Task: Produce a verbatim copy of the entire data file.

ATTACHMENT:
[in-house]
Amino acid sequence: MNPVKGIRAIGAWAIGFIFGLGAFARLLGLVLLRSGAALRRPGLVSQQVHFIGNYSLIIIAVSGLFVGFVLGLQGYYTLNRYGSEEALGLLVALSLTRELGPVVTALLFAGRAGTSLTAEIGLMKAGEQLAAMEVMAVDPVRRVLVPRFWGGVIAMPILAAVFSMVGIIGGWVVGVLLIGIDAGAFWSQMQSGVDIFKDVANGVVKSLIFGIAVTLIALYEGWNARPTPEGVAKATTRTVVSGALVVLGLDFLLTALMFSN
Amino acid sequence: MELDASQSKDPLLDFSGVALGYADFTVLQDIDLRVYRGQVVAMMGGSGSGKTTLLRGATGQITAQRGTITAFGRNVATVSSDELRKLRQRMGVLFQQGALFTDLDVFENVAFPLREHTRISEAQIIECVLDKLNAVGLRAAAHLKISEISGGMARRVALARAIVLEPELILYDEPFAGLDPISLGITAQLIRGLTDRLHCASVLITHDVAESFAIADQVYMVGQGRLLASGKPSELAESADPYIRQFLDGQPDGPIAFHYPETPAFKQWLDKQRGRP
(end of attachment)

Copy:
[in-house]
Amino acid sequence: MNPVKGIRAIGAWAIGFIFGLGAFARLLGLVLLRSGAALRRPGLVSQQVHFIGNYSLIIIAVSGLFVGFVLGLQGYYTLNRYGSEEALGLLVALSLTRELGPVVTALLFAGRAGTSLTAEIGLMKAGEQLAAMEVMAVDPVRRVLVPRFWGGVIAMPILAAVFSMVGIIGGWVVGVLLIGIDAGAFWSQMQSGVDIFKDVANGVVKSLIFGIAVTLIALYEGWNARPTPEGVAKATTRTVVSGALVVLGLDFLLTALMFSN
Amino acid sequence: MELDASQSKDPLLDFSGVALGYADFTVLQDIDLRVYRGQVVAMMGGSGSGKTTLLRGATGQITAQRGTITAFGRNVATVSSDELRKLRQRMGVLFQQGALFTDLDVFENVAFPLREHTRISEAQIIECVLDKLNAVGLRAAAHLKISEISGGMARRVALARAIVLEPELILYDEPFAGLDPISLGITAQLIRGLTDRLHCASVLITHDVAESFAIADQVYMVGQGRLLASGKPSELAESADPYIRQFLDGQPDGPIAFHYPETPAFKQWLDKQRGRP